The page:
Quang Binh to focus on cave tourism

The central province of Quang Binh has a lot of development potential in the tourism sector yet, some say, it should hold back and concentrate on one or two attractions to build up its own tourism trademark.

Tourists visit the Phong Nha Cave in central Quang Binh Province on boats (Photo: VNA/VNS)

At a workshop held in the capital city yesterday, it was generally agreed that the province's best feature was the cave system in the Phong Nha – Ke Bang National Park.

"Phong Nha – Ke Bang" is considered a king among caves, not only in the province in the whole country," said Nguyen Quoc Hung, deputy director of the Viet Nam National Administration of Tourism.

"Quang Binh should focus on two key products of ecological tourism (cave and sea) and then its cultural, historical and spiritual tourism," he added.

"Foreign tourists are already interested in Phong Nha-Ke Bang so if the province concentrates on the site, it could turn into an international tourism destination, like that of Ha Long Bay," he said.

"Besides distinctive tourism products, Quang Binh needs to build up more attractions for domestic and foreign tourists who seek adventure tourism," he said.

Tran Tien Dung, deputy chairman of Quang Binh People's Committee, said that the province was compiling a dossier to submit to UNESCO to recognise the Phong Nha-Ke Bang park as a World Nature Heritage site for its biological diversity value. The park was already recognized by UNESCO in 2003, earning a heritage status for its geological value.

The park's geological foundation was formed more than 400 million years ago, and hosts more than 300 small and giant caves and grottos. Internationally known caves like Son Doong, Tu Lan, Phong Nha, Thien Duong, Tien Son, En and Toi are all surrounded by primitive and diverse forests.

Dung said tourism at Phong Nha-Ke Bang attracts many tourists from overseas, especially its adventurous cave tours.

The province's authorities worked hard to diversify the way tourists experience the cave system to avoid repetitiveness and keep each site unique.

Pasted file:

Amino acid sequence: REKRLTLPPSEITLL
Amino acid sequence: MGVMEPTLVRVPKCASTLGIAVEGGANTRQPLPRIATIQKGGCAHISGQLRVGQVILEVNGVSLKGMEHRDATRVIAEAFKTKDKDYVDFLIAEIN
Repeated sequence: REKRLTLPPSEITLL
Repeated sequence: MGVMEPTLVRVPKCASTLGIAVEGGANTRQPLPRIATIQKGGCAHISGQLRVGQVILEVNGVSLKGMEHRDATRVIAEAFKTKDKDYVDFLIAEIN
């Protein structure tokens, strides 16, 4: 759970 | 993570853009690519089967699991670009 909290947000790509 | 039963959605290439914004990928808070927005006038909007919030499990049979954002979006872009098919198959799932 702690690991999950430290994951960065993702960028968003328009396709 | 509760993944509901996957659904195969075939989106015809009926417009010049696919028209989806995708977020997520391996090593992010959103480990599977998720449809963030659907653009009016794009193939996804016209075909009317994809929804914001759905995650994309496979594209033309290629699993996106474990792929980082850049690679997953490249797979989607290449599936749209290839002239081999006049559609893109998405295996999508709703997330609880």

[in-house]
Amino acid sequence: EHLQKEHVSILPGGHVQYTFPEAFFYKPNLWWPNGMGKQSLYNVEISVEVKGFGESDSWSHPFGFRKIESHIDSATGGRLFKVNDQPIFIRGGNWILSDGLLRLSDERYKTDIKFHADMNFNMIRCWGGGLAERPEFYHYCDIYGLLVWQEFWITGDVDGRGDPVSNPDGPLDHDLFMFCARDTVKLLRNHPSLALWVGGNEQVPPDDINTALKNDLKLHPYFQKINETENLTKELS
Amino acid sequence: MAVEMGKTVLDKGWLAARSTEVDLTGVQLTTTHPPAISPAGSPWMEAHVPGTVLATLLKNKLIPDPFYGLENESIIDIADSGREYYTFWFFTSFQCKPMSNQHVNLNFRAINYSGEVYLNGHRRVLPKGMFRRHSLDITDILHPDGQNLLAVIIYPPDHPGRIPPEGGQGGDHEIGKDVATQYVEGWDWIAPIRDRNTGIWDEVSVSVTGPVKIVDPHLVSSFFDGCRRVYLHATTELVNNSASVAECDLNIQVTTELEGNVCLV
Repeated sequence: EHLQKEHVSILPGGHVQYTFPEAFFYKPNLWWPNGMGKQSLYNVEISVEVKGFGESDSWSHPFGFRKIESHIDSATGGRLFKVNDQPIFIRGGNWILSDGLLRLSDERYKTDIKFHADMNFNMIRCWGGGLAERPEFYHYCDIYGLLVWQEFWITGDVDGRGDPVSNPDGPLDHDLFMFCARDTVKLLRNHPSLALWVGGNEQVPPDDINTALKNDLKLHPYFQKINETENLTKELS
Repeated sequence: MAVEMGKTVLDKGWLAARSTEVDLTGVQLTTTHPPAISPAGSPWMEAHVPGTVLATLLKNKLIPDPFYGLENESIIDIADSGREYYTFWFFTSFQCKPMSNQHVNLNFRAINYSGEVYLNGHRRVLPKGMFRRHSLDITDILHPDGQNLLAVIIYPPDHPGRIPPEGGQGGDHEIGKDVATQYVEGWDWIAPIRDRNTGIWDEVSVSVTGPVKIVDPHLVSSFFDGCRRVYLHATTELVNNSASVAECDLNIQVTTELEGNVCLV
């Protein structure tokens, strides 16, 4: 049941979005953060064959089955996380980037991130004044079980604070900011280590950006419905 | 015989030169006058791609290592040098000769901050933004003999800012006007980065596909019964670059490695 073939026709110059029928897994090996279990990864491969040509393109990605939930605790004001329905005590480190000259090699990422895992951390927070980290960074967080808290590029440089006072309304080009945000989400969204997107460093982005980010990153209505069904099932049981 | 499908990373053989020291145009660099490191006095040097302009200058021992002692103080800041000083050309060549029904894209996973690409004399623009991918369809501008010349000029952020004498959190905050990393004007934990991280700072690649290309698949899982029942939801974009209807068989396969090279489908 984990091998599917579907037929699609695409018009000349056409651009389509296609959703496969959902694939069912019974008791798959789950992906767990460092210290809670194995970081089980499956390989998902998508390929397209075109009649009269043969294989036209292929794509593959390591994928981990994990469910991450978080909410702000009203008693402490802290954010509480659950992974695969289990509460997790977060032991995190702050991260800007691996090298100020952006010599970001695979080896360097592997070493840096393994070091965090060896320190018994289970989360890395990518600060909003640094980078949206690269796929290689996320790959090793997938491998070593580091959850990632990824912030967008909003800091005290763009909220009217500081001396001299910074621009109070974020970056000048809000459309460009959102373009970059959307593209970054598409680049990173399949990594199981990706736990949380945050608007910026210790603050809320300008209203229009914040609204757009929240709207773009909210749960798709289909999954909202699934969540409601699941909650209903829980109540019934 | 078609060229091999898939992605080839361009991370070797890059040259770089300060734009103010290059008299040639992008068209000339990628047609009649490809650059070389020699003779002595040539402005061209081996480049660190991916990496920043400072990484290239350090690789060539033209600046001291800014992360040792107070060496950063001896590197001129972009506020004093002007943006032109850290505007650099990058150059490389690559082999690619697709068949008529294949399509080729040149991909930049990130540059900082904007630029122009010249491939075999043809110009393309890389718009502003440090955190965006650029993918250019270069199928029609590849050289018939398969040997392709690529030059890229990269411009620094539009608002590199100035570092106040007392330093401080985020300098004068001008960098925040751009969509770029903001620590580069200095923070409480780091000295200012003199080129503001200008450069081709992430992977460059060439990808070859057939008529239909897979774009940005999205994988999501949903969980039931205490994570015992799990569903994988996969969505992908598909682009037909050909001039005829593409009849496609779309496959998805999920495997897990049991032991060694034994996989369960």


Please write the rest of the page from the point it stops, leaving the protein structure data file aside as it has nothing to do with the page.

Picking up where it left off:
"For example, at Phong Nha and Thien Duong caves, visitors can combine trekking with kayaking," and, "At Tu Lan Cave, tourists can swim, trek and stay overnight inside the cave," Dung said.

Besides Phong Nha-Ke Bang, the province would do well to attract visitors from northeastern markets of Japan and South Korea by developing its seaside leisure tourism.

Quang Binh also boasts cultural, historical and spiritual sites for tourism such as recently developed Vung Chua – Dao Yen, the tomb of General Vo Nguyen Giap.

The province received more than 2.7 million people last year, an impressive 99.7 per cent increase over the previous year. This year, they hope for 3.3 million visitors. International tourists accounted for 60 per cent of last year's guests.

The province does have an Achilles heel, however. It has limited accommodations to offer.

"We shall promote home stay and farm stay models at local villages," said Dung for now.

The province has shopped around for investors interested in developing tourism services like building luxurious hotels, tourism agencies and transport services.

Local authorities have implemented some measures to help hotels and restaurants.

In Dong Hoi City, the capital city of the province, three, four and five star hotels received financial support to improve the running of their operations while large restaurants were given VND500,000 (US$23.5) per square metre and VND1 million ($48) to train each unskilled server.

Source: VNS

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